For some reason people like to say Mike Huckabee is weak on foreign policy. I’d like to know who is stronger. Among all the congressmen, senators and ex-senators, ex-governors, and ex-mayors in the running, no one exactly has the resume of a diplomat. None of them has even been on a congressional foreign affairs committee as far as I know. Governor Huckabee is every bit as qualified as any one of them, and he is definitely a man with a good plan. Want proof? I can’t convince you with a sound bite. If you have an hour to spare, you can hear his strategy for yourself, in a recent speech to the Center for Strategic and International Studies. Or you can read a 24 page transcript of his speech. Or you can read the following summary, which is longer than my usual blog but still a lot shorter than his speech.
Since “foreign policy” these days mostly means dealing with the Middle East, here’s a crash course on Mike Huckabee’s plan to defeat terrorism:
Open lines of communication with Iran. Always leave the military option on the table. (Huckabee: “There is no way Iran will acquire nuclear weapons on my watch.”) However, acknowledge that 30 years of avoiding diplomatic relations with Iran has accomplished nothing constructive. Meanwhile, many people on the streets in Iran have no problem with the US. After 9/11, when the Palestinians celebrated, there were spontaneous candlelight vigils in Tehran. Iran’s government offered to provide boots-on-the-ground intelligence during our invasion of Afghanistan, but the Bush administration refused this offer, and announced they were part of an “axis of evil.” If we had parlayed their offer into open diplomatic relations, there is an excellent chance we would have known the truth about Iraq’s alleged weapons of mass destruction before invading. We should be talking to Iran about everything, not just nuclear weapons. Here’s a Huckaquote: “We should always put the protection of our citizens above our own pride and being bullheaded by saying we’re not going to have any conversations with these people.”
Assert ourselves militarily in Pakistan if necessary. While Iran has national interests we can understand and exploit, al Qaeda is a stateless enemy that can only be destroyed. Our failure to destroy al Qaeda’s leaders in Afghanistan led them straight to a “perfect base of operations” in the Pakistani no-man’s-land along the border. (Al Qaeda means “the base.”) Immediately after 9/11, Musharraf promised us full military access to this lawless region to destroy al Qaeda. The Bush administration later allowed him to go back on that promise, even though we have had “high confidence” intelligence reports on the exact locations of al Qaeda leaders there, and Navy Seal prepared to attack the area. Now Pakistan says they will fight the terrorists, while simultaneously saying they can’t fight them because they don’t control their own territory. Narrowly averted terrorist plots on the order of 9/11 have been directly linked to planning by al Qaeda’s leadership in Pakistan. Huckaquote: “If al Qaeda attacks [the USA] tomorrow, it will be postmarked ‘Pakistan.’ Pakistan has become the new Afghanistan.” Pakistan cannot or will not attack al Qaeda’s leaders. We must do it ourselves, or suffer the inevitable consequences.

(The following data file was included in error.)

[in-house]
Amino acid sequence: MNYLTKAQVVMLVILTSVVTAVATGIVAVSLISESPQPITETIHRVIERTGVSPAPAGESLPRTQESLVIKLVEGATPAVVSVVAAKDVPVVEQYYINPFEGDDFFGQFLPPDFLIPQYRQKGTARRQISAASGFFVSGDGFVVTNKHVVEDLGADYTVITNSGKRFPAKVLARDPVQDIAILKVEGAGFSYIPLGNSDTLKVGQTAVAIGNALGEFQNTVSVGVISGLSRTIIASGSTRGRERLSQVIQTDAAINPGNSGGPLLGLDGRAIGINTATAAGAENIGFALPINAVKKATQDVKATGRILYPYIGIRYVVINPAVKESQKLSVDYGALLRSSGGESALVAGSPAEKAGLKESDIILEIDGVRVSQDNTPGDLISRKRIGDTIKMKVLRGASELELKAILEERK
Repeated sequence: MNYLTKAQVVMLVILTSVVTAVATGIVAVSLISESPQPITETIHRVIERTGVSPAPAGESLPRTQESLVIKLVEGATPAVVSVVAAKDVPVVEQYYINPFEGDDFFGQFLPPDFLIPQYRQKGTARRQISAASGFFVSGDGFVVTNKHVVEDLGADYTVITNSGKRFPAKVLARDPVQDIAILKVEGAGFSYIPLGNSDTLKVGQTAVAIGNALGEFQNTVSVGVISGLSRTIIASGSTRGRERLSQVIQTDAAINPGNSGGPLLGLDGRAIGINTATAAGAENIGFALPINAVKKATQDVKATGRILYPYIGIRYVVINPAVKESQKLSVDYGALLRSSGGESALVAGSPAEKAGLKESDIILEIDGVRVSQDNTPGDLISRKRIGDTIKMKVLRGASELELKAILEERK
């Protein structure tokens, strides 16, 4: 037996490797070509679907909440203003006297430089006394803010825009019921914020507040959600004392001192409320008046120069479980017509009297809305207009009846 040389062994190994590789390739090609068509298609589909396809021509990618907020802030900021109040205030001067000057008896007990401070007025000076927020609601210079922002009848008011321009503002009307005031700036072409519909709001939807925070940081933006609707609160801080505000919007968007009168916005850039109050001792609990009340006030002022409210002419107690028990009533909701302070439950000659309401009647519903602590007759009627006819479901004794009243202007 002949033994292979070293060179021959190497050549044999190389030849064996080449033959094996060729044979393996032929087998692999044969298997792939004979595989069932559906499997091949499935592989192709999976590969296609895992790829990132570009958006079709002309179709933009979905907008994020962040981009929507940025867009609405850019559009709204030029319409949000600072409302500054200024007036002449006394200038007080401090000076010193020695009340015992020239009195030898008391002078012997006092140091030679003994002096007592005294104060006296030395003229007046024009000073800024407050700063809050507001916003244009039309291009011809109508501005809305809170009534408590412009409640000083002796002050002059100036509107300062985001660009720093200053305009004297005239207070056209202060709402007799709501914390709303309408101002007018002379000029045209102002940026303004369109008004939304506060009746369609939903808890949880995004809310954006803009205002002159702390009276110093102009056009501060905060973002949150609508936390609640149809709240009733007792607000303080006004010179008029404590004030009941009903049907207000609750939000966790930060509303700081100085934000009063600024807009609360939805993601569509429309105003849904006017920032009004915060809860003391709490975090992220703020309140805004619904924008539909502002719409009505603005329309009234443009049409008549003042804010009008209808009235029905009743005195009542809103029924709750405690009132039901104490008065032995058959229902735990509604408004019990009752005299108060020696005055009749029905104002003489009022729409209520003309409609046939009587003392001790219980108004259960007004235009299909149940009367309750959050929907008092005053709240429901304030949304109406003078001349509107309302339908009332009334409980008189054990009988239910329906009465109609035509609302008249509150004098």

Be wisely benevolent. If religion provides the spark for terrorism, poverty provides the tinder—yet the USA devotes only 0.25% of its national budget to foreign aid. In most Muslim countries, massive wealth is held by a few dictatorial rulers, while most people live in poverty. In Pakistan, for example, 25% of the national budget goes to the military, while less than 3% goes to social, health and educational programs. The USA has given over $10 billion in foreign aid to Pakistan since 9/11. Less than $1 billion of it reached the Pakistani people as direct aid. Meanwhile, like all forms of tyranny, terrorism flourishes whenever there is a wide gap between the upper and lower classes, with little or no middle class to function as a buffer. The USA cannot always export democracy, because sometimes too much political freedom too soon only allows violent extremists to win elections. But we can and must export socioeconomic reforms (a free press, fair courts, and functional economy), which gives real hope to the citizens of other countries, reducing their desire to support terrorism. Thus, our strategic security concerns coincide with our moral obligations as a rich neighbor. Using foreign aid wisely will generate good will with the Middle Eastern people and simultaneously remove the poverty and ignorance that inspires suicide bombers.